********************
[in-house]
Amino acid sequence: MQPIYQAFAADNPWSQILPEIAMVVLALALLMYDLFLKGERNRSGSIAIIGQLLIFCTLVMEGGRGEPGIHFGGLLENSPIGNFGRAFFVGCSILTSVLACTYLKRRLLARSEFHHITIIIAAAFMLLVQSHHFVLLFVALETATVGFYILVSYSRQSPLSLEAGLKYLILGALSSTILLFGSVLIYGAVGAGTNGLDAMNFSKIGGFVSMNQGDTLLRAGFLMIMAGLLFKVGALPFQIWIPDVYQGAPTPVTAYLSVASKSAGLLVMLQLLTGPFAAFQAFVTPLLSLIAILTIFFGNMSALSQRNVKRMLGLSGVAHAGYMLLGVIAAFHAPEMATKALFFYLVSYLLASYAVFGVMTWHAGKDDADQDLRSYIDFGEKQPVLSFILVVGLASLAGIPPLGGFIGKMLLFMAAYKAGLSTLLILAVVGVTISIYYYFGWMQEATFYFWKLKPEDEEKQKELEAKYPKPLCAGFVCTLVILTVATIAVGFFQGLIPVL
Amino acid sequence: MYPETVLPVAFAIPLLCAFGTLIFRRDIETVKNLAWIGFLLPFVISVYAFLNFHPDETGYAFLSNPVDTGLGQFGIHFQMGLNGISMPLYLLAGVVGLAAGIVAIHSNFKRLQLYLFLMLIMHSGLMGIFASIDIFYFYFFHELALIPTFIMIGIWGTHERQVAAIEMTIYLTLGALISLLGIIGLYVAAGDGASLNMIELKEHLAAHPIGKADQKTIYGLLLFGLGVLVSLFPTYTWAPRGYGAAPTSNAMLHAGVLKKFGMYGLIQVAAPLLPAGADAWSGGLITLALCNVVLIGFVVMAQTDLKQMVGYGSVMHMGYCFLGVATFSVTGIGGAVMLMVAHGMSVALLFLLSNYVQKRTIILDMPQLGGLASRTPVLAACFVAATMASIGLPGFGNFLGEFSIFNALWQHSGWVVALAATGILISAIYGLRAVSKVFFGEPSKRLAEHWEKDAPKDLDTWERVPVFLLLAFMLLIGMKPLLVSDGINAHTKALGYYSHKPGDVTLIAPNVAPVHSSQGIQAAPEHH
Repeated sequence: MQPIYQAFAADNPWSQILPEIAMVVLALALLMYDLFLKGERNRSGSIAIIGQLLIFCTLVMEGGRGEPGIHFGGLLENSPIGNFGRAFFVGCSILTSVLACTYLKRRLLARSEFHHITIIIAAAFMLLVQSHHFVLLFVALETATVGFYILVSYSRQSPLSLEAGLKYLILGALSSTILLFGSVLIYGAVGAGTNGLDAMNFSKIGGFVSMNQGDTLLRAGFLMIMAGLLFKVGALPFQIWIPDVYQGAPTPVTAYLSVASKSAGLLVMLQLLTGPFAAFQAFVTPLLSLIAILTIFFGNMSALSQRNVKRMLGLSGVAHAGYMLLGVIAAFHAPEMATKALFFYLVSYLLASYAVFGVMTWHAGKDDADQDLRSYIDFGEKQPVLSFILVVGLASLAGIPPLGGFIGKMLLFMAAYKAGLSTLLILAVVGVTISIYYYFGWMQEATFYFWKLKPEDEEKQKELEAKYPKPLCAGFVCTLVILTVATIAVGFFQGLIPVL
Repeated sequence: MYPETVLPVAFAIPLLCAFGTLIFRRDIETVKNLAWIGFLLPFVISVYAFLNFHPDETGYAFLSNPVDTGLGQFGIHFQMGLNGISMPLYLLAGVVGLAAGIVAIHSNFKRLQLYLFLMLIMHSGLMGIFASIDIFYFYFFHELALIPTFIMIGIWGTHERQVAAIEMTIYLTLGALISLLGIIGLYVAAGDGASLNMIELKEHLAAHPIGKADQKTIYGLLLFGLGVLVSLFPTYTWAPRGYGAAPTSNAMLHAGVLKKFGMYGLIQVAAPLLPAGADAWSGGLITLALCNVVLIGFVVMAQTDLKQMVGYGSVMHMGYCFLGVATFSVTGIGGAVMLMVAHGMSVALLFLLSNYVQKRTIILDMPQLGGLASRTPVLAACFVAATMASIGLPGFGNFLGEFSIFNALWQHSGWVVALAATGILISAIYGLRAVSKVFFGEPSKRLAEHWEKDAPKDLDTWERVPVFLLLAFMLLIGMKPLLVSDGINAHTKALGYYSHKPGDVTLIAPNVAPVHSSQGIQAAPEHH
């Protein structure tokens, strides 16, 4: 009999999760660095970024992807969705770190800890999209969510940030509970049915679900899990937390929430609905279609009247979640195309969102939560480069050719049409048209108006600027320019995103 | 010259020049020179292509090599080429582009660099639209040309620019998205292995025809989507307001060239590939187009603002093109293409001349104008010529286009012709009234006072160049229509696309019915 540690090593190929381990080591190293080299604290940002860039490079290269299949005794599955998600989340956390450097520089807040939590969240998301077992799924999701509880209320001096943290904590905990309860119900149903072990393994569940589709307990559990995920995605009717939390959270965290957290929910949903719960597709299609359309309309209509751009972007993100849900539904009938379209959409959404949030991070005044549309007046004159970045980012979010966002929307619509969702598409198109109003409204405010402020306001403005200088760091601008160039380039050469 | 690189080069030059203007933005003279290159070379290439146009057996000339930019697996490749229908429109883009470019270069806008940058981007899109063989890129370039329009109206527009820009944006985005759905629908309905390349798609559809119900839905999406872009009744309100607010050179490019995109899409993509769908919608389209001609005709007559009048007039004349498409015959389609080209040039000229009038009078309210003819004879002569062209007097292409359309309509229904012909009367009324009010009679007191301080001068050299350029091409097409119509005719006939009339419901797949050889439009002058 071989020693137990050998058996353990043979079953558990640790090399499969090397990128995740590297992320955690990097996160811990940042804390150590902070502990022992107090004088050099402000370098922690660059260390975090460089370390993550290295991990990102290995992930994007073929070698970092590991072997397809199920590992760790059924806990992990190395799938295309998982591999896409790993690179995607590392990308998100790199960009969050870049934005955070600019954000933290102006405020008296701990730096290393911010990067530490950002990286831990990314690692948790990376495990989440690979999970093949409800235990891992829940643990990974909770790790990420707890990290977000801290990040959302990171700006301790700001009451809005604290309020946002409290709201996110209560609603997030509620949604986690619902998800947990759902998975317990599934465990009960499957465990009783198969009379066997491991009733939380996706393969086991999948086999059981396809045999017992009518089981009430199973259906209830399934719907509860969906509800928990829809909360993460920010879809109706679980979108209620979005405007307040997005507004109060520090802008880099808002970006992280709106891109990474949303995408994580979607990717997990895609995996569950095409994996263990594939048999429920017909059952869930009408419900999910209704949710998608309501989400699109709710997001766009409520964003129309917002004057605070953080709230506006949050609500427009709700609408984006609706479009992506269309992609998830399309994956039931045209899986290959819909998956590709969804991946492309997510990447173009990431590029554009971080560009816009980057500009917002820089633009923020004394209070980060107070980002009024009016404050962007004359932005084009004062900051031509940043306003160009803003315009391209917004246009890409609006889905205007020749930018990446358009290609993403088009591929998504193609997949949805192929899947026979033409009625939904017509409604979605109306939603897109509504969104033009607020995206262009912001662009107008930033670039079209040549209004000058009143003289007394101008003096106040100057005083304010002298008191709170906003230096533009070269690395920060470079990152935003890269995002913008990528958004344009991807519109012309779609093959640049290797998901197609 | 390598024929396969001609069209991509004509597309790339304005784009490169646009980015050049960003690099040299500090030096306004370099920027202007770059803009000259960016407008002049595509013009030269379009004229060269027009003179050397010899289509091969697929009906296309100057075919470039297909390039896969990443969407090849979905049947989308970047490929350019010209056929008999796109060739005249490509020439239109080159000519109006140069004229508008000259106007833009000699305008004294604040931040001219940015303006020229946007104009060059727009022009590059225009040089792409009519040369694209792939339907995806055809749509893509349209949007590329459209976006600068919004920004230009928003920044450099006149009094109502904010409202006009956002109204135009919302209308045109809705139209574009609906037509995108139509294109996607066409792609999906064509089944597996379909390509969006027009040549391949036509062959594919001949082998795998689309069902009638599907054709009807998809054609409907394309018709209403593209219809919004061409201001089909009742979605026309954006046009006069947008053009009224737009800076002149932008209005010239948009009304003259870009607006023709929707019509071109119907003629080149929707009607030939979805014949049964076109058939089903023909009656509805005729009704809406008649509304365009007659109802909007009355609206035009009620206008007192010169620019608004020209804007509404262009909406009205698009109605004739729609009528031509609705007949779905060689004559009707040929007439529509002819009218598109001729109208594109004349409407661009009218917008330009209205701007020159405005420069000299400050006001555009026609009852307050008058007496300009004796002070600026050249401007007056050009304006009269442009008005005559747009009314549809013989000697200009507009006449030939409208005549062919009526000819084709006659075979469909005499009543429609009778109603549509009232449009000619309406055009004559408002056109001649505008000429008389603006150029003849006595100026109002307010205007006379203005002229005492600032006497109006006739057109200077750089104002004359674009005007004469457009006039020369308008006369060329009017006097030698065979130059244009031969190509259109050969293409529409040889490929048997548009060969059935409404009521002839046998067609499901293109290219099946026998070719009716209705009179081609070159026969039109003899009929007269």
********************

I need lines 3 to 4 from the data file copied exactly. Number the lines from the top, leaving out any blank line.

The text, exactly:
Amino acid sequence: MYPETVLPVAFAIPLLCAFGTLIFRRDIETVKNLAWIGFLLPFVISVYAFLNFHPDETGYAFLSNPVDTGLGQFGIHFQMGLNGISMPLYLLAGVVGLAAGIVAIHSNFKRLQLYLFLMLIMHSGLMGIFASIDIFYFYFFHELALIPTFIMIGIWGTHERQVAAIEMTIYLTLGALISLLGIIGLYVAAGDGASLNMIELKEHLAAHPIGKADQKTIYGLLLFGLGVLVSLFPTYTWAPRGYGAAPTSNAMLHAGVLKKFGMYGLIQVAAPLLPAGADAWSGGLITLALCNVVLIGFVVMAQTDLKQMVGYGSVMHMGYCFLGVATFSVTGIGGAVMLMVAHGMSVALLFLLSNYVQKRTIILDMPQLGGLASRTPVLAACFVAATMASIGLPGFGNFLGEFSIFNALWQHSGWVVALAATGILISAIYGLRAVSKVFFGEPSKRLAEHWEKDAPKDLDTWERVPVFLLLAFMLLIGMKPLLVSDGINAHTKALGYYSHKPGDVTLIAPNVAPVHSSQGIQAAPEHH
Repeated sequence: MQPIYQAFAADNPWSQILPEIAMVVLALALLMYDLFLKGERNRSGSIAIIGQLLIFCTLVMEGGRGEPGIHFGGLLENSPIGNFGRAFFVGCSILTSVLACTYLKRRLLARSEFHHITIIIAAAFMLLVQSHHFVLLFVALETATVGFYILVSYSRQSPLSLEAGLKYLILGALSSTILLFGSVLIYGAVGAGTNGLDAMNFSKIGGFVSMNQGDTLLRAGFLMIMAGLLFKVGALPFQIWIPDVYQGAPTPVTAYLSVASKSAGLLVMLQLLTGPFAAFQAFVTPLLSLIAILTIFFGNMSALSQRNVKRMLGLSGVAHAGYMLLGVIAAFHAPEMATKALFFYLVSYLLASYAVFGVMTWHAGKDDADQDLRSYIDFGEKQPVLSFILVVGLASLAGIPPLGGFIGKMLLFMAAYKAGLSTLLILAVVGVTISIYYYFGWMQEATFYFWKLKPEDEEKQKELEAKYPKPLCAGFVCTLVILTVATIAVGFFQGLIPVL